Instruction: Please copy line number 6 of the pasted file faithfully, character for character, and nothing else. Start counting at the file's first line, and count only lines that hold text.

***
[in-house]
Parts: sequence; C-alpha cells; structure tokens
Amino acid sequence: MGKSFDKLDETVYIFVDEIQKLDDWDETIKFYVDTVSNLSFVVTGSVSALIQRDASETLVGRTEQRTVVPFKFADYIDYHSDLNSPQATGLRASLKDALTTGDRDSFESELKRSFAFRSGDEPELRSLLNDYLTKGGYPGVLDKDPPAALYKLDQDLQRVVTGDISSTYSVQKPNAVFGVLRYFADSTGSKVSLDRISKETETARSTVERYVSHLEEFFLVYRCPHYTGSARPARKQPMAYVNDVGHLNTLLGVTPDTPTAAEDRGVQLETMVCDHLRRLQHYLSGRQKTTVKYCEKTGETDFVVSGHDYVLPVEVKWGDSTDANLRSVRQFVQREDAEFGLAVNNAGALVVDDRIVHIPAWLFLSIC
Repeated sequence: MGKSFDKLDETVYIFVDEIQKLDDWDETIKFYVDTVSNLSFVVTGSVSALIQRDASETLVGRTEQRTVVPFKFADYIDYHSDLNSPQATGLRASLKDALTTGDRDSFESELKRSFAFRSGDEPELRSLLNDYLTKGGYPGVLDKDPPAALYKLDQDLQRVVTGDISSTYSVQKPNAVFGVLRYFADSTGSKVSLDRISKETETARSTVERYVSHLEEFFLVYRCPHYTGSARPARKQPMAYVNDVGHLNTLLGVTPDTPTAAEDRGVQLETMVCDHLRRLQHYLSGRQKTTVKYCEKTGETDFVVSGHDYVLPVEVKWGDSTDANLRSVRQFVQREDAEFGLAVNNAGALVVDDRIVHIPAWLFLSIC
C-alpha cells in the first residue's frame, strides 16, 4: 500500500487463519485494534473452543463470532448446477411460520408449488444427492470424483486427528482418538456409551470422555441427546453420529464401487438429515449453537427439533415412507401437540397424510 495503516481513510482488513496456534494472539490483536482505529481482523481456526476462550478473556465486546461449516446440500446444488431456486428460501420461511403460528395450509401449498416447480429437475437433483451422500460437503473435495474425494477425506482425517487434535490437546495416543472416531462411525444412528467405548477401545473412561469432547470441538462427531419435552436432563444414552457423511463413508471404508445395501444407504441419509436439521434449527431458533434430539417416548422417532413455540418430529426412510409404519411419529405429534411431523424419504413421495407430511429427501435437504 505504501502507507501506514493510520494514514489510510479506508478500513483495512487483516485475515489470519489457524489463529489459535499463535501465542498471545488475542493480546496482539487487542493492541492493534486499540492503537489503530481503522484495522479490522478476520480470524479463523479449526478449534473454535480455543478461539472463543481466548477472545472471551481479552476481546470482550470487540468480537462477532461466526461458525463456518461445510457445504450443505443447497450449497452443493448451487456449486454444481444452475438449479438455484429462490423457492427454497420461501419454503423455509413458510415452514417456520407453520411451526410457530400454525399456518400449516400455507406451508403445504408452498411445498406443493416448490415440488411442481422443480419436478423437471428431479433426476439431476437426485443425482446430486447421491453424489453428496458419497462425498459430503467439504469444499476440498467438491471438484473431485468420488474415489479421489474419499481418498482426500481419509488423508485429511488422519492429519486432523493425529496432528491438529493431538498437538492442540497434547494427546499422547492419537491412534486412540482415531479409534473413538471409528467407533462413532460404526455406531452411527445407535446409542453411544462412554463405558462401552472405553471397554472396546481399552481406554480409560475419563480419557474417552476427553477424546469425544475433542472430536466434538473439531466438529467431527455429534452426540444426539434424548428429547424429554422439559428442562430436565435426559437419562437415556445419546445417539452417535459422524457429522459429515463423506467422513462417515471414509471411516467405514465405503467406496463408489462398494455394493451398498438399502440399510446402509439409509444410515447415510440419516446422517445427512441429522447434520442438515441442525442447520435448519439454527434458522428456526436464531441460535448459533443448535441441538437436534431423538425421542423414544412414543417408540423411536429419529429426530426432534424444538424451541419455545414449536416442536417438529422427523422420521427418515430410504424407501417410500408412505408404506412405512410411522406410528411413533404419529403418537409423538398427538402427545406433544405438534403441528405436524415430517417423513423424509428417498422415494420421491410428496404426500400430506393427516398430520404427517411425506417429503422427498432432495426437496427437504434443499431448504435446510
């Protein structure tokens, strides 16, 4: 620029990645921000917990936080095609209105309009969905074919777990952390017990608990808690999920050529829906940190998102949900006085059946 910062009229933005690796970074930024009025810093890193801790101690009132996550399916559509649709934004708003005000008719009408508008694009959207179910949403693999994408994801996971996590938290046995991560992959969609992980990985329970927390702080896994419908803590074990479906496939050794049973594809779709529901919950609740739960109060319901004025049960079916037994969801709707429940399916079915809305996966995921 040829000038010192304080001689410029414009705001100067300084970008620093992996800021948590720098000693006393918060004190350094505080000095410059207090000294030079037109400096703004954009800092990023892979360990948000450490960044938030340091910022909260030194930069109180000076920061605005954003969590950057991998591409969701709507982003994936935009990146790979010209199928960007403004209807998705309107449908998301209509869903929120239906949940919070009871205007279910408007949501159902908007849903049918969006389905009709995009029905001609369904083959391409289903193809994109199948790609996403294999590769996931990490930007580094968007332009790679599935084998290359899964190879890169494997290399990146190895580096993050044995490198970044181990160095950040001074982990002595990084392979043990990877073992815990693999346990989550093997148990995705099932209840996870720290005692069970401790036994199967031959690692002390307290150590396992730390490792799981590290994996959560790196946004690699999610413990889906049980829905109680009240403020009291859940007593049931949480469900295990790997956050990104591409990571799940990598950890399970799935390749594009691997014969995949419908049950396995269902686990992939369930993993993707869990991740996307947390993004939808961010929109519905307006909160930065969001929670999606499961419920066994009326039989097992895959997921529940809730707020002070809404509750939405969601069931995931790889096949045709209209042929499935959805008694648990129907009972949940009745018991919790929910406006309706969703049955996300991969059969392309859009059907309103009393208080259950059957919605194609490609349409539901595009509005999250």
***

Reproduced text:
């Protein structure tokens, strides 16, 4: 620029990645921000917990936080095609209105309009969905074919777990952390017990608990808690999920050529829906940190998102949900006085059946 910062009229933005690796970074930024009025810093890193801790101690009132996550399916559509649709934004708003005000008719009408508008694009959207179910949403693999994408994801996971996590938290046995991560992959969609992980990985329970927390702080896994419908803590074990479906496939050794049973594809779709529901919950609740739960109060319901004025049960079916037994969801709707429940399916079915809305996966995921 040829000038010192304080001689410029414009705001100067300084970008620093992996800021948590720098000693006393918060004190350094505080000095410059207090000294030079037109400096703004954009800092990023892979360990948000450490960044938030340091910022909260030194930069109180000076920061605005954003969590950057991998591409969701709507982003994936935009990146790979010209199928960007403004209807998705309107449908998301209509869903929120239906949940919070009871205007279910408007949501159902908007849903049918969006389905009709995009029905001609369904083959391409289903193809994109199948790609996403294999590769996931990490930007580094968007332009790679599935084998290359899964190879890169494997290399990146190895580096993050044995490198970044181990160095950040001074982990002595990084392979043990990877073992815990693999346990989550093997148990995705099932209840996870720290005692069970401790036994199967031959690692002390307290150590396992730390490792799981590290994996959560790196946004690699999610413990889906049980829905109680009240403020009291859940007593049931949480469900295990790997956050990104591409990571799940990598950890399970799935390749594009691997014969995949419908049950396995269902686990992939369930993993993707869990991740996307947390993004939808961010929109519905307006909160930065969001929670999606499961419920066994009326039989097992895959997921529940809730707020002070809404509750939405969601069931995931790889096949045709209209042929499935959805008694648990129907009972949940009745018991919790929910406006309706969703049955996300991969059969392309859009059907309103009393208080259950059957919605194609490609349409539901595009509005999250």